Applying the Material Ratio parameters — case study
In our post of a few weeks ago we discussed the Stylus (X,Y) parameters, which are derived from the 2D Bearing Ratio Curve. The Bearing Ratio curve shows the relationships between the peaks, core roughness, and valley regimes of a surface’s texture. The parameters Rpk, Rk and Rvk give the height of the peak region above the core roughness, the peak-to-valley height of the core roughness, and the depth of the valley region below the core roughness, respectively.
The three dimensional counterpart to this analysis is the Areal Material Curve, which is defined in the ISO 25178-2 standard. In this case, Spk is the height of the peak region above the core roughness, as measured over an area rather than along a single trace. Similarly, Sk represents the peak-to-valley height of the core roughness, and Svk is the depth of the valleys region below the core roughness, measured over that same area.
Using Spk, Sk, Svk to describe clutch plate texture
To understand how Spk, Sk and Svk can be applied it is helpful to look at an example application.
Clutch mechanisms are used to engage and disengage an engine with the drive train to transfer torque from the engine to the wheels. Clutches include steel “reaction” plates that engage against friction plates, which are usually comprised of paper or other fibrous material.
A transmission’s clutch mechanism includes steel reaction plates and fibrous friction plates.
The surface texture of the reaction plate is critical because it affects the engagement friction, the magnitude of the friction coefficient, interaction with the transmission fluid, engagement noise/shudder, and frictional material durability.
During manufacturing the reaction plate undergoes various processes to optimize the texture. Shot peening, for example, is commonly used to create an isotropic surface with no sharp peaks. Other processes such as laser texturing and abrasive belt finishing may also be employed.
One of the goals of this texturing is to optimize the fluid flow while the plates are separated, while also augmenting the fluid squeezing out from between the plates when they engage. To minimize shudder and fadeout, manufacturers also need to control the real area of contact while the plates engage. Longer wavelength waviness and shape near the plate edges will also affect fluid flow and engagement stability.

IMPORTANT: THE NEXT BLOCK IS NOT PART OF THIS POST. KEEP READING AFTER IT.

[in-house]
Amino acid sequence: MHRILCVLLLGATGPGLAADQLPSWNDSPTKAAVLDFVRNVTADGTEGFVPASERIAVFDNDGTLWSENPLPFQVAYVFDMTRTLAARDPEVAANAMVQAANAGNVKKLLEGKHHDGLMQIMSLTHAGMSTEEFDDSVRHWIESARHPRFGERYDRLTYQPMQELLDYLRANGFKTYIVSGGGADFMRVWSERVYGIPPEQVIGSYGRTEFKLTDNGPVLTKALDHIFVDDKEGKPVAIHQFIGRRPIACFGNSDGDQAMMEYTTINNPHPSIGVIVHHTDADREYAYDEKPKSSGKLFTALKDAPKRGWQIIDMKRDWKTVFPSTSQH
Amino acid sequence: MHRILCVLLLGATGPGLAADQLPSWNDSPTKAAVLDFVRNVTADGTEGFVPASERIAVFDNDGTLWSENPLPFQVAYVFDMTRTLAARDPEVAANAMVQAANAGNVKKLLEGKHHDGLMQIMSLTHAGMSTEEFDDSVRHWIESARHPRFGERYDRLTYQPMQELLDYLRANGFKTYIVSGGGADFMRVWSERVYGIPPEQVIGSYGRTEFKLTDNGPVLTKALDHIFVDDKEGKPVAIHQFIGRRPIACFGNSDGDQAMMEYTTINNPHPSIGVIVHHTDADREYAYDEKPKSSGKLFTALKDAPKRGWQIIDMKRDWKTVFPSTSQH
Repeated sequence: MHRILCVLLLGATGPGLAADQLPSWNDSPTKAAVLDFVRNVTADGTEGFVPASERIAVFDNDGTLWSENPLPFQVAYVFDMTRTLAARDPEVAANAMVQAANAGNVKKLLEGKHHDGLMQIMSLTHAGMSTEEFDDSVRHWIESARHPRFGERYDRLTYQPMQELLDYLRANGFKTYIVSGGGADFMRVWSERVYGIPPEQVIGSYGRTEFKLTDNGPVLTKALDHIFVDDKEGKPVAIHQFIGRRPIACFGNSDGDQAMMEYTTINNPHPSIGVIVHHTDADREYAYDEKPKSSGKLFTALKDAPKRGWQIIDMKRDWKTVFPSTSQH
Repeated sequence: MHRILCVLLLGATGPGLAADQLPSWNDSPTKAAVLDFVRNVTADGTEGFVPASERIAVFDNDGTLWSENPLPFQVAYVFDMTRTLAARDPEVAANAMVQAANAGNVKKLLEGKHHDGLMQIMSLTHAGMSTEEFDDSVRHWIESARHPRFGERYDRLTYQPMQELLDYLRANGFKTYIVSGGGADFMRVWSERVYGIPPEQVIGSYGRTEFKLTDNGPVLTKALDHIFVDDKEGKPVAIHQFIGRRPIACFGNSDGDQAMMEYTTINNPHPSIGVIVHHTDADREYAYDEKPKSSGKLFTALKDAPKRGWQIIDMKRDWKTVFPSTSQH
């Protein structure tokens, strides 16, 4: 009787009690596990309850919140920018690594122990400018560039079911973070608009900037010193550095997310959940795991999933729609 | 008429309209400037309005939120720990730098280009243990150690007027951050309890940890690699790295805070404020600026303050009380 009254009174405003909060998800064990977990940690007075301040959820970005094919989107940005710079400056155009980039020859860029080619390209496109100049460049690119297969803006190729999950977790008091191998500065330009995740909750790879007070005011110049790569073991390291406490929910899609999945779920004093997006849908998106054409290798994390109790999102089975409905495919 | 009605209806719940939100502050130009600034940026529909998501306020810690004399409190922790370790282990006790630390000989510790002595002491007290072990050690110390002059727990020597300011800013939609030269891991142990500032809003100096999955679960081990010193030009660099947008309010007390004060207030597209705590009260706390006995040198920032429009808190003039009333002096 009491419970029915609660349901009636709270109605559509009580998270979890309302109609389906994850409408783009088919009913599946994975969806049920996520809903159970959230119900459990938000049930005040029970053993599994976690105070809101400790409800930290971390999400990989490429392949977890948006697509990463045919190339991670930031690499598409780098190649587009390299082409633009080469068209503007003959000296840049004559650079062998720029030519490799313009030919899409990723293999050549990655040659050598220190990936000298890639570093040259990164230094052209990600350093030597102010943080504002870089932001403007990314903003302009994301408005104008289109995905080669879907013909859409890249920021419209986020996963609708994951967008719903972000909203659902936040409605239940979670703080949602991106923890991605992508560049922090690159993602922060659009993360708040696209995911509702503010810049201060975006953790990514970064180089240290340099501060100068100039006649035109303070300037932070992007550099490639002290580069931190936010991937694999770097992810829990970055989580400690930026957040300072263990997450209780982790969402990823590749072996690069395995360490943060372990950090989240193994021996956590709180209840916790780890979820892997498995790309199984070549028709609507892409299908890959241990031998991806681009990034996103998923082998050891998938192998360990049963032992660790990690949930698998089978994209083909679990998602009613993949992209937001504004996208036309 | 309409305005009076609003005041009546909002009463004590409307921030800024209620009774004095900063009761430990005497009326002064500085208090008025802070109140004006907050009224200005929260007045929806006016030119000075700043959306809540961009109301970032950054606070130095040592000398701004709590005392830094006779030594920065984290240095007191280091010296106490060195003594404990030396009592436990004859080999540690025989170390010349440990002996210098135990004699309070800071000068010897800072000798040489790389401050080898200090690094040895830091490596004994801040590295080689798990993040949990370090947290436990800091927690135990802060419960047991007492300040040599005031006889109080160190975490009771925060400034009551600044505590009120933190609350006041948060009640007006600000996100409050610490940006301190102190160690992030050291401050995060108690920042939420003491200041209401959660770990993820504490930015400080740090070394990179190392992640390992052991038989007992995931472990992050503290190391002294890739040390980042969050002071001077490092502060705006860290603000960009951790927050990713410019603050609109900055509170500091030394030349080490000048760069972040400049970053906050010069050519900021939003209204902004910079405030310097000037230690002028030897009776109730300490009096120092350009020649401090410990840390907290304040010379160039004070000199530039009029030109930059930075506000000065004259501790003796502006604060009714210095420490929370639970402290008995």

Measuring clutch plate texture
Clutch plate texture is typically measured using either a stylus profiler or a 3D optical profiler. The stylus can provide a long trace across the surface, showing long wavelength waviness. An optical profiler, however, can acquire data over an area to show directionality, isotropy, and finish consistency across the plate. Optical profiler measurements can also be stitched together to measure waviness.
The image below shows an optical 3D measurement of an area of the reaction plate surface. The texture is shown at increasing magnification, with the size of the field of view shown for each magnification.
3D optical profiler measurements of a reaction plate’s shot peened surface. The three images show progressively higher magnifications.
Clutch designers and quality inspectors can use the Areal Material Curve to control the relationship between the peak, core roughness and valley regions. For example, Spk (which describes the peak heights above the core roughness) can be used as an indicator of the friction engagement between the plates. A high Spk value indicates that a surface has a preponderance of peaks, which may initially increase the friction between the surfaces. As the clutch plates wear, this peak material will be removed to an extent. Spk can therefore also be a good measure of the material that will be removed during wear-in.
Svk (the valley depths below the core roughness) can be used as an indicator of how well the surface will retain transmission fluid. It can also be related to the surface’s tendency to move debris away from the contacting surfaces.
The chart below shows the Areal Material Curve for the 2mm x 2mm area of the reaction plate shown above.
The areal material curve for the shot peened surface. Spk, the height of the peak region, gives information regarding friction engagement, while Svk, the depth of the valley region, indicates how the surface may retain transmission fluid.
Read more about Spk, Sk, Svk and the Areal Material Curve in the Texture Parameters Glossary.